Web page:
Triple Crown Betting

Triple Crown betting is available all year leading up to the final race of the three-race series. The Triple Crown consists of the Kentucky Derby on the first Saturday in May, the Preakness Stakes two weeks later, and the Belmont Stakes three weeks after that.

The odds for whether or not there will be a Triple Crown winner in 2022 aren't available. The odds are subject to change, so keep checking back with us. The odds were last updated on January 17, 2022: 

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    The Triple Crown was revamped in 2020 due to the coronavirus pandemic, with the Belmont Stakes taking place June 20, the Kentucky Derby on September 5, and the Preakness Stakes on October 3.

    Read on to find out more about the Triple Crown races, the odds of winning the Triple Crown, and betting tips for the Triple Crown.

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    Triple Crown Lineup

    The greatest event in horse racing is the Triple Crown. The three races each began in the 1800s and have evolved into one of the most difficult feats in all of the sports.

    The series starts with the Kentucky Derby, a 1 1/4-mile race for three-year-olds worth $3 million, which takes place on the first Saturday in May. It is run at Churchill Downs in Louisville, Kentucky, underneath the famed Twin Spires. The winner gets a garland of roses draped over their back and their name enshrined in racing lore.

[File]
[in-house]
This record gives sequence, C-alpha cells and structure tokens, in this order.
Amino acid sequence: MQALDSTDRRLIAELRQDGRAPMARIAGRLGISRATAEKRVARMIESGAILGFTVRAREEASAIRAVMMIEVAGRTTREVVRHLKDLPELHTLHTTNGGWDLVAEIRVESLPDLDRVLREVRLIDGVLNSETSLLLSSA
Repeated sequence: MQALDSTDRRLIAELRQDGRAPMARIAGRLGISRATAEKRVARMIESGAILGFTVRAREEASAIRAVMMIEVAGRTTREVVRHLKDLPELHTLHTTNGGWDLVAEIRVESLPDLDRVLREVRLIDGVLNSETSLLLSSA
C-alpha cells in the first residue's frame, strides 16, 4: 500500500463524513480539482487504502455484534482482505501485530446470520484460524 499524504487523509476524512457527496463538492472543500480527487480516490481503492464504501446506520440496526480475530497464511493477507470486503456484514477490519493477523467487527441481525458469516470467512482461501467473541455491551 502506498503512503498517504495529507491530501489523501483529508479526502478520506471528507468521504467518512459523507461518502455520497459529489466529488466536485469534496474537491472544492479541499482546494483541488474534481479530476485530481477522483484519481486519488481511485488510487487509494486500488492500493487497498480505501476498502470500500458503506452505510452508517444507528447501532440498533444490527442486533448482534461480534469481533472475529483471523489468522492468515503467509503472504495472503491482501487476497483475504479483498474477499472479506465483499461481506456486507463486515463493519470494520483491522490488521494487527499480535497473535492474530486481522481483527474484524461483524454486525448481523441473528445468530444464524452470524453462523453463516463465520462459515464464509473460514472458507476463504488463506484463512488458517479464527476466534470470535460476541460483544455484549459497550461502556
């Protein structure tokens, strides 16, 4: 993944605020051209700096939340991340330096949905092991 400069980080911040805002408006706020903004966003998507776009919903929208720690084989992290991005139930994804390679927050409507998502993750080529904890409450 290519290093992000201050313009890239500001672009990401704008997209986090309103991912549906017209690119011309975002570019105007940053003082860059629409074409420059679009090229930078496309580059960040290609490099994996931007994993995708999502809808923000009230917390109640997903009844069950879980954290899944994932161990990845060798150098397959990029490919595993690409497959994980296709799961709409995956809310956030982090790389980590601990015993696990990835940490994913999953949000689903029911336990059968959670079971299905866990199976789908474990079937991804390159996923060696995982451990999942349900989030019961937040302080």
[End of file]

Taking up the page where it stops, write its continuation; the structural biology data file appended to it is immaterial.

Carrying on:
Two weeks later is the Preakness Stakes, run at Pimlico Race Course in Baltimore, Maryland, over 1 3/16 miles. The $1.5 million race is often a battle between horses that just raced in Kentucky and those that skipped the Run for the Roses and are racing fresh off the bench.

    Three weeks later the Triple Crown concludes with the Belmont Stakes in Elmont, New York. The race is run around the 1 1/2-mile oval at Belmont Park and is the most grueling of the Triple Crown races.

    Betting the Kentucky Derby

    If you can't make it to the racetrack to watch one of the Triple Crown races live, then heading to an online racebook such as Bovada is the next best way to bet on the Triple Crown. Take time to compare the different types of promotions that racebooks offer before signing up, as some have deposit bonuses and wagering rebates that help raise the odds of winning. Other sites offer cashback options.

    Nearly $150 million is wagered on the Kentucky Derby every year. Betting on the Kentucky Derby is tricky because the race usually has 20 horses in the starting gate, with big payouts and longshot winners a regular occurrence. The average Kentucky Derby superfecta in the last decade has been nearly $40,000, ranging from $542 in 2016 to over $550,000 in 2009